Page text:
Ottawa

Province failing most vulnerable after legal aid 'gutted,' lawyer says

An Ottawa defence lawyer says some the most vulnerable people are already being left in the lurch by a broken court system that's struggling to pick up the pieces from a massive cut to Legal Aid Ontario's budget.

Legal Aid Ontario cuts duty counsel service that aided defence lawyers

Lawyers at the Ottawa courthouse often have to be in two places at once, but there's concern cuts to a Legal Aid Ontario service could make that harder to do.

An Ottawa defence lawyer says some the city's most vulnerable people are feeling the effects of a court system that's been "gutted" by a massive cut to Legal Aid Ontario's [LAO] finances.

In April, the province slashed LAO's budget by $133 million.

Then in October, the Ottawa office responded by cutting a courtroom service that permitted duty counsel — a lawyer provided by legal aid — to stand in when an accused person's actual defence lawyer couldn't be in court.

The specific courtroom where that service is most often required is one where people in custody appear, usually by video, before they've had a bail hearing.

"In the grand scheme of things, it is one of many ways in which access to justice in Ontario is being gutted," said Leo Russomanno, a defence lawyer in Ottawa.

"This is death by a thousand cuts, but this is a pretty significant one." 

Leo Russomanno says the change Legal Aid Ontario has made following the $133-million budget cut is hurting the most vulnerable people the hardest. (Andrew Foote/CBC)

Many of the people who appear in that courtroom are facing serious charges, are financially disadvantaged, and are disproportionately Indigenous or racialized, he said. 

The government has an obligation to these people, and they're failing them.- Leo Russomanno, Ottawa-based defence lawyer

Until Oct. 15, LAO offered work to defence lawyers who would relay messages to the court on behalf of other lawyers — messages that would set out how those lawyers would want to proceed with their client's case.

Russomanno said it was an essential service that allowed defence lawyers who may be in another courtroom or working on another matter to know their client still had someone on their side.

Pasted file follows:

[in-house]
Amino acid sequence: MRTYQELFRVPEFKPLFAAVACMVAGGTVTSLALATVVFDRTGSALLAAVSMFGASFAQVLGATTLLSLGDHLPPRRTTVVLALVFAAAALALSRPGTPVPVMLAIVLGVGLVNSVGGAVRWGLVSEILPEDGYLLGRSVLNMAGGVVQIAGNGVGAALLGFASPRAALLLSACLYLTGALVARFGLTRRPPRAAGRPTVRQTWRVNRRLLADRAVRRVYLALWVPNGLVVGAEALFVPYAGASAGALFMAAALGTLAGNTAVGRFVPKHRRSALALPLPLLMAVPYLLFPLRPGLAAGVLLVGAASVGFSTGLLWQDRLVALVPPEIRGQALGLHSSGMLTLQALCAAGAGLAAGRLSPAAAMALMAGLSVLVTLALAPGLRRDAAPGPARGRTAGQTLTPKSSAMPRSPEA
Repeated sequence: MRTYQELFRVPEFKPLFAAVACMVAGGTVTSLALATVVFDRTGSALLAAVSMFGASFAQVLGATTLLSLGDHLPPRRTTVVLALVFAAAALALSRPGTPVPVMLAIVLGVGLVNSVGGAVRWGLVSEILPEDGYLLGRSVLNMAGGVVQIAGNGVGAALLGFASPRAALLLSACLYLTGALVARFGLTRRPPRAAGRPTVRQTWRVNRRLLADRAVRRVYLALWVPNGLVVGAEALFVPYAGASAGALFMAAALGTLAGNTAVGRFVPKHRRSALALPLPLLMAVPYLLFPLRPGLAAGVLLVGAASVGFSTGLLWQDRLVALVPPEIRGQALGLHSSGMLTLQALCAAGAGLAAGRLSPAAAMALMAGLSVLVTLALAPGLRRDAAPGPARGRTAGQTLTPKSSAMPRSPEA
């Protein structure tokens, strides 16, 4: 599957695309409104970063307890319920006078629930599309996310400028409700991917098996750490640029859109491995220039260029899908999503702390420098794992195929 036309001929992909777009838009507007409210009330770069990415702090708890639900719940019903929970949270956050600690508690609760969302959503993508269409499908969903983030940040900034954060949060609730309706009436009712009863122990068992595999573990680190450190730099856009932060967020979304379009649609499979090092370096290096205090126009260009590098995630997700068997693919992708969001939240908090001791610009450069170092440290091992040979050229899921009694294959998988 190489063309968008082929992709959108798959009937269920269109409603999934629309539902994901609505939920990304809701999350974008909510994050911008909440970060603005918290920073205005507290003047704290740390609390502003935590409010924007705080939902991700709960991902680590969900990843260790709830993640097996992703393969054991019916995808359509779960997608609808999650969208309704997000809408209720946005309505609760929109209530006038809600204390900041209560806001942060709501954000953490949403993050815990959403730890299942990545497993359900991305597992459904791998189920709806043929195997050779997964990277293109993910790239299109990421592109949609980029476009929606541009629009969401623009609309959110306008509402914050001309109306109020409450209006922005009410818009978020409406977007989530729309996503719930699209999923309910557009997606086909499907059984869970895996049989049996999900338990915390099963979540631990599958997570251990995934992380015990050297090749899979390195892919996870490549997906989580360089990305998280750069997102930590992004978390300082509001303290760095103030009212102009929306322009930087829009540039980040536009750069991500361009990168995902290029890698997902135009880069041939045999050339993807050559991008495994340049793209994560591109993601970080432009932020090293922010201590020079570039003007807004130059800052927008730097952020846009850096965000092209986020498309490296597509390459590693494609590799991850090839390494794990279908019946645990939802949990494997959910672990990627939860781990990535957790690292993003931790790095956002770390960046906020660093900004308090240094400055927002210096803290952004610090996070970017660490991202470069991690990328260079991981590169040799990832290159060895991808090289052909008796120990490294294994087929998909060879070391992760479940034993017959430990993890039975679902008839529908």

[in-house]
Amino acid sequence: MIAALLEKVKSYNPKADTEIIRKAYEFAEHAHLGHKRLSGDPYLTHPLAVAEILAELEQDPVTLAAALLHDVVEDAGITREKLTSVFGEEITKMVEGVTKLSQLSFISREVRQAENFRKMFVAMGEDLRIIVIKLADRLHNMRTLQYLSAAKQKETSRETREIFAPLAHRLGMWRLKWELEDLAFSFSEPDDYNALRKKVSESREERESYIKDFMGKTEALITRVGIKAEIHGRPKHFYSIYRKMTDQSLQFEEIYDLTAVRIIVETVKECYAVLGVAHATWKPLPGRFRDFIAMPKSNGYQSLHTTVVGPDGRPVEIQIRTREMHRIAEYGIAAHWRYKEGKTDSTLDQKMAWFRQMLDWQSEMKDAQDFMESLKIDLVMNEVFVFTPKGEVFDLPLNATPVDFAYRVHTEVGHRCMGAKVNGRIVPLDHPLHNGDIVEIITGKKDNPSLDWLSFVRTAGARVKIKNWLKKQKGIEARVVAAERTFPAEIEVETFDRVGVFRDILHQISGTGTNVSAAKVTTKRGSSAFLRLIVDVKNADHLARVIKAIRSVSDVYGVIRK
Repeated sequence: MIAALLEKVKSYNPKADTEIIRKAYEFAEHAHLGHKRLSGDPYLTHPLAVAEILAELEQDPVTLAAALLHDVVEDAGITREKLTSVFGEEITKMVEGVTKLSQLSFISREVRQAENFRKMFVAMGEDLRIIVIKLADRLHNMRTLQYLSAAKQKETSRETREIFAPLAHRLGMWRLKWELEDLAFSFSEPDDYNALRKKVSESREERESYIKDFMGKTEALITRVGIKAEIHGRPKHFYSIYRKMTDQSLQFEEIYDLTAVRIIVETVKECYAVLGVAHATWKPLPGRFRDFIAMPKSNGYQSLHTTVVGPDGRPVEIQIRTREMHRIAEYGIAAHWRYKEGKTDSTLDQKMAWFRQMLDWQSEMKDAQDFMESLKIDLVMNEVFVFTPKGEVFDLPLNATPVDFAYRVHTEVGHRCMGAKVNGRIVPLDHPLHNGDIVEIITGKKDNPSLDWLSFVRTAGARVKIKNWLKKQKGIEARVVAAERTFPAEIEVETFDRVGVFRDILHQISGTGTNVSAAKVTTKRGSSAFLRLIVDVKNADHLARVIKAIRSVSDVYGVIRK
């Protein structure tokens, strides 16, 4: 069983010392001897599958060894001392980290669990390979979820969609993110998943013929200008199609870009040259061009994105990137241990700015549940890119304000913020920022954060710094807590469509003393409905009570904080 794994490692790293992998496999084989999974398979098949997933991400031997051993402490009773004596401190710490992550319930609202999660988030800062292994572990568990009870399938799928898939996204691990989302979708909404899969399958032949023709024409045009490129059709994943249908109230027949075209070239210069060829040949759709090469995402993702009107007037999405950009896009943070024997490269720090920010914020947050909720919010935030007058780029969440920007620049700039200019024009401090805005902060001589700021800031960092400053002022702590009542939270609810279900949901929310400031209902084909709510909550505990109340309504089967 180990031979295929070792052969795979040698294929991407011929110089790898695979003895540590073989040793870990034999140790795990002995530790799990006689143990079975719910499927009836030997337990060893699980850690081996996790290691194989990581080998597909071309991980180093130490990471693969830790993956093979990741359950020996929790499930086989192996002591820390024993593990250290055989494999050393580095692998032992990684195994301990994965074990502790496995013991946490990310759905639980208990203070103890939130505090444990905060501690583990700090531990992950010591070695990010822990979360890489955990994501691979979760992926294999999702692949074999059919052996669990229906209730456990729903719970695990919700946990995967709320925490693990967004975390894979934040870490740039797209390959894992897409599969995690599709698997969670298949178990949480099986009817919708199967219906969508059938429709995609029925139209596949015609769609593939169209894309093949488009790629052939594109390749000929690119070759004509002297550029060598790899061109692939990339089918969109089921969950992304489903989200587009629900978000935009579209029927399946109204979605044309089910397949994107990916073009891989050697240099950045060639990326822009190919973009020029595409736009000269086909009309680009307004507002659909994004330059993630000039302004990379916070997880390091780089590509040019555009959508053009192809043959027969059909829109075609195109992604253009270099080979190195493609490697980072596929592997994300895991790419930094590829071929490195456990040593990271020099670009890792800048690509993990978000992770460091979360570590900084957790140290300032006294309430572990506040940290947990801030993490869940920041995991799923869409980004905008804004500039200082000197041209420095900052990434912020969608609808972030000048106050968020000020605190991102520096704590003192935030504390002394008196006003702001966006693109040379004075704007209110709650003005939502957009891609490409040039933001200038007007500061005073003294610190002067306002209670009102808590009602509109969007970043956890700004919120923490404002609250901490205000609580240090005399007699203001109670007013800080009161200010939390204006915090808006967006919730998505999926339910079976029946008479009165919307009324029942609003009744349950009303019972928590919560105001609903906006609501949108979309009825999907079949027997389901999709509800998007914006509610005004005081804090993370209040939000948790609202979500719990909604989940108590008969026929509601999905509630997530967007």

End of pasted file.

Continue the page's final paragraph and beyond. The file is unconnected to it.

Without having a lawyer present, low-income clients are now at risk of their cases not moving forward, Russomanno said — with the potential they could be stuck in custody for an indeterminate amount of time.

He compared the courtroom's schedule to waiting for a cable installer to show up: you can't leave or you might miss your case.

'Challenging decision'

"It was a challenging decision," said Annik Wills, LAO's director general in Ottawa.

The choice to cut the courtroom service wasn't made lightly, Wills said, and was done after months of trying to find a workable solution.

She said the increasing number of courtrooms in Ottawa has put pressure on all lawyers, forcing them to juggle matters that may be happening in different places at the same time.

Ultimately, however, LAO had to cut somewhere to make up the budget shortfall, Wills said.

"It was a very difficult exercise to look at all of the services that we're providing and find ways to create efficiencies while having the minimal impact on clients," she said.

Wills couldn't say if other LAO offices in Ontario were taking the same step to deal with the budget cut.

Annik Wills, director general for Legal Aid Ontario in Ottawa says cutbacks forced the office to remove the duty counsel service that relayed messages from defence lawyers to the court. (Kimberley Molina/CBC)

Time to 'wake up'

In a statement to CBC Ottawa, the Ministry of the Attorney General said it supports LAO's "careful and thoughtful approach to allocating duty counsel resources in a way that minimizes direct impacts on their clients."

"This is an opportunity to focus on client needs, to deliver programs that are easier to access, and to serve low-income Ontarians better. The government will continue to work closely with LAO in its modernization efforts," the statement said.

Russomanno, however, called the cut a "justice system problem."

"All of the participants, I think, need to wake up and realize that access to justice is not being served in this way," he said.

"The government has an obligation to these people, and they're failing them."

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